Honoring the legacy of a neuroscience student
By Jan Jarvis
Steve Looney is an avid golfer who rarely misses the chance to play in the annual Sonny Singh Open.
But his motivation isn’t so much the golf tournament, as it is the scholarship that it funds. The Rachel Dauphin Memorial Student Scholarship is named for the PhD student in Pharmacology and Neuroscience who died of cancer in 2005.
Looney never met Dauphin, but he did donate his stem cells to her for a bone marrow transplant. He was contacted by Dauphin’s family after her death and they met for dinner. Since then Looney has flown from his home in Indiana to attend the golf tournament with Rachel’s mother.
“It’s for a great cause, and I definitely have an attachment to it,” he said. “In a sense, the Dauphins are my family and this is something I want to support.”
The 13th Annual Sonny Singh Open on April 22 at Whitestone Golf Club in Benbrook will give golfers the chance to enjoy the sport while raising funds for the scholarship. Each year those funds are used to award scholarships to students who show the same level of enthusiasm, academic ability and volunteerism that was characteristic of Dauphin.
Lillian Dauphin said her daughter was an out-going young woman and dedicated student who wanted to be a coroner but changed her career path when she discovered neuroscience while at UNT Health Science Center. Working in a lab proved to be more rewarding than the young student ever imagined.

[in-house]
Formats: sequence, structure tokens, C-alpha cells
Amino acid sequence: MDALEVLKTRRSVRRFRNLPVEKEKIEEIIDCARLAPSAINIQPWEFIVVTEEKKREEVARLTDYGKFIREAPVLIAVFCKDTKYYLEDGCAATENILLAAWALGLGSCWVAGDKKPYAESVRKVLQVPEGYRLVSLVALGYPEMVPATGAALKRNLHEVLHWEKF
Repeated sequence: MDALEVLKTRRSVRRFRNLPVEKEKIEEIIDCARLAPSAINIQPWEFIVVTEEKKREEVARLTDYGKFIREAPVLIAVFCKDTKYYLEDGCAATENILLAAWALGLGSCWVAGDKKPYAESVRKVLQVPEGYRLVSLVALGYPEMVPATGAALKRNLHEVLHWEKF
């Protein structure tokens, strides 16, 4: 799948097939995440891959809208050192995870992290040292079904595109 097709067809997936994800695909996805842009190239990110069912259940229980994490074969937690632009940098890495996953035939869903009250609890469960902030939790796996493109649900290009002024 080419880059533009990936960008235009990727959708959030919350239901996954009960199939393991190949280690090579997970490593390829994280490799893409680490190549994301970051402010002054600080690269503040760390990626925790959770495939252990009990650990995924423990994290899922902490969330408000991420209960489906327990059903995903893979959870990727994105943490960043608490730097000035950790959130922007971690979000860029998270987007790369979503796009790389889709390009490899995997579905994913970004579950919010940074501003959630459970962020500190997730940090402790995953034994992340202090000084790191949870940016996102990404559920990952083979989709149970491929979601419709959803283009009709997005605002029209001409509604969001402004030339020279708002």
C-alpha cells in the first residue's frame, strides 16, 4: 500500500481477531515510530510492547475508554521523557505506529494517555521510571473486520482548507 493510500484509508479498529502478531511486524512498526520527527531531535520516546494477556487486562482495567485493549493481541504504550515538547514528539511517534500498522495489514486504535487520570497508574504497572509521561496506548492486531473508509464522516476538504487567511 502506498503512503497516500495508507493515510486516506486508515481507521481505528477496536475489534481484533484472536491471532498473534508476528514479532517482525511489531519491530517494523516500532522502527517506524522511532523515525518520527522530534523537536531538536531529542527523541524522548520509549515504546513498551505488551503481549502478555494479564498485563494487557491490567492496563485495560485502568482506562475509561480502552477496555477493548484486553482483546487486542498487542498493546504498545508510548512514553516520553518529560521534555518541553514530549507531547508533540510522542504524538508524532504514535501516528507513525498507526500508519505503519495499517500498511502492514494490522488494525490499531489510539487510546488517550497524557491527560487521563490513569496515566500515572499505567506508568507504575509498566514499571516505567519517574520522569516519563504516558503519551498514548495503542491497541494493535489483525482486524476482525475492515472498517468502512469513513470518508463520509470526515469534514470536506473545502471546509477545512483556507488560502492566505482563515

No matter how busy Rachel was, she always made time to volunteer at UNTHSC and in the community, her mother said. She learned she had cancer when the blood she donated as part of a drive she organized raised suspicions.
The tournament began in 2004 as a way for friends and colleagues to have fun, but a few years later grew to have another purpose, said Meharvan “Sonny” Singh, PhD, Dean of the Graduate School of Biomedical Sciences.
“My wife and I have been really pleased to see it grow to the extent that it has,” he said. “We are proud to contribute all proceeds from the tournament to the Rachel Dauphin Memorial Scholarship.”
Thee 2016-2017 scholarships went to further the education of two first-generation college students, Nicole Novroski and Vuvi Nguyen.
“The money from this scholarship has helped alleviate the costs of being a graduate student,” said Novroski, who is studying forensic biology. “But the honor of this award is truly what I am most appreciative for.”
Nguyen, a biological sciences student, said she also was grateful for the scholarship.
“I feel very blessed for the generosity of the donors of the Rachel Dauphin Memorial Scholarship and I will make sure to represent the university and the Dauphin family with the highest honor,” she said.
Knowing that students are helped each year by the scholarship named for her daughter is very rewarding, Dauphin said.
“Rachel was on her way to really having a purpose in life,” she said. “It’s wonderful to have something that keeps her legacy going.”
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